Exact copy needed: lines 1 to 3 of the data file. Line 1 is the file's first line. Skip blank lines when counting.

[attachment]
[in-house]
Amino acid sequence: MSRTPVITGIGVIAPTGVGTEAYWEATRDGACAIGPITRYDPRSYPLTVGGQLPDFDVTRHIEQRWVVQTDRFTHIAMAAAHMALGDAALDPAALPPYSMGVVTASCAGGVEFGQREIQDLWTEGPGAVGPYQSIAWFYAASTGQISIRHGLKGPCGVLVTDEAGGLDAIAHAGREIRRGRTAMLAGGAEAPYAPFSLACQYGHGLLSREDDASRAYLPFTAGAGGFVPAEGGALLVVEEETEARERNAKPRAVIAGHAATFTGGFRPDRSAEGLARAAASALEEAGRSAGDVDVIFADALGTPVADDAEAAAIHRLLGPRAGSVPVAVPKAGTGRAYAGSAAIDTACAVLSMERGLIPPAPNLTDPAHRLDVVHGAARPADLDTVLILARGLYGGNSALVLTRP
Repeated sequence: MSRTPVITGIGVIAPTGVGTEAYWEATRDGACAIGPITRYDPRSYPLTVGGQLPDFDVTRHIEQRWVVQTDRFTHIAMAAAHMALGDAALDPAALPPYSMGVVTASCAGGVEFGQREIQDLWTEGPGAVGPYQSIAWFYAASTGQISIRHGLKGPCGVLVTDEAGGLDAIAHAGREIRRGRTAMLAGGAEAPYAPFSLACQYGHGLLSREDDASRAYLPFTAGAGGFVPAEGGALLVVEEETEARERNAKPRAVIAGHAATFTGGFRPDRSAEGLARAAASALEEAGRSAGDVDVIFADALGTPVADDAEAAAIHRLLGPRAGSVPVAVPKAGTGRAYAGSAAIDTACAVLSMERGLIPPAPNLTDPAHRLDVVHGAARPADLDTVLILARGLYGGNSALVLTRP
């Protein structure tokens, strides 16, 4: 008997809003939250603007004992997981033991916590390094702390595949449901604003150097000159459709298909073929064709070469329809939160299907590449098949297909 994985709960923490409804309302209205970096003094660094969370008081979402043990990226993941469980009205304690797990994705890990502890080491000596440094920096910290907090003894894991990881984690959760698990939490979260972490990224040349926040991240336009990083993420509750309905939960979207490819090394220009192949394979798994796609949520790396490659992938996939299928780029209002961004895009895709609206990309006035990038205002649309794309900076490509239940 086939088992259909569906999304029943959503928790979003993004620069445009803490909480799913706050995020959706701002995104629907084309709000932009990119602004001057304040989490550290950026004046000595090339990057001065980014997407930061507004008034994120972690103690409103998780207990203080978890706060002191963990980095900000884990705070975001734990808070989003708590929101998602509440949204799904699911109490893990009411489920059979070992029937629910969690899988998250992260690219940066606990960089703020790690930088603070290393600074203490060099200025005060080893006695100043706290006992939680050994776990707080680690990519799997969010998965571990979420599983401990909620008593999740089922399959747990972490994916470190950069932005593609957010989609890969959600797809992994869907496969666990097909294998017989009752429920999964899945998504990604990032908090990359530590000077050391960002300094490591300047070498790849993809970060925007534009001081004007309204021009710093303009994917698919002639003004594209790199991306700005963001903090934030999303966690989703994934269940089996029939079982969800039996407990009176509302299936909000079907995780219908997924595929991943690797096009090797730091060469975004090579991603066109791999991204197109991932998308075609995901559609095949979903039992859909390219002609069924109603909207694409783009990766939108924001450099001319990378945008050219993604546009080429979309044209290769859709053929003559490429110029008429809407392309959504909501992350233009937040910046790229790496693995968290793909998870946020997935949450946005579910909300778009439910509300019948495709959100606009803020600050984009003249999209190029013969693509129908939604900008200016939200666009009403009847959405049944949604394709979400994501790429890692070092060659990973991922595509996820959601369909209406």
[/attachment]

[in-house]
Amino acid sequence: MSRTPVITGIGVIAPTGVGTEAYWEATRDGACAIGPITRYDPRSYPLTVGGQLPDFDVTRHIEQRWVVQTDRFTHIAMAAAHMALGDAALDPAALPPYSMGVVTASCAGGVEFGQREIQDLWTEGPGAVGPYQSIAWFYAASTGQISIRHGLKGPCGVLVTDEAGGLDAIAHAGREIRRGRTAMLAGGAEAPYAPFSLACQYGHGLLSREDDASRAYLPFTAGAGGFVPAEGGALLVVEEETEARERNAKPRAVIAGHAATFTGGFRPDRSAEGLARAAASALEEAGRSAGDVDVIFADALGTPVADDAEAAAIHRLLGPRAGSVPVAVPKAGTGRAYAGSAAIDTACAVLSMERGLIPPAPNLTDPAHRLDVVHGAARPADLDTVLILARGLYGGNSALVLTRP
Repeated sequence: MSRTPVITGIGVIAPTGVGTEAYWEATRDGACAIGPITRYDPRSYPLTVGGQLPDFDVTRHIEQRWVVQTDRFTHIAMAAAHMALGDAALDPAALPPYSMGVVTASCAGGVEFGQREIQDLWTEGPGAVGPYQSIAWFYAASTGQISIRHGLKGPCGVLVTDEAGGLDAIAHAGREIRRGRTAMLAGGAEAPYAPFSLACQYGHGLLSREDDASRAYLPFTAGAGGFVPAEGGALLVVEEETEARERNAKPRAVIAGHAATFTGGFRPDRSAEGLARAAASALEEAGRSAGDVDVIFADALGTPVADDAEAAAIHRLLGPRAGSVPVAVPKAGTGRAYAGSAAIDTACAVLSMERGLIPPAPNLTDPAHRLDVVHGAARPADLDTVLILARGLYGGNSALVLTRP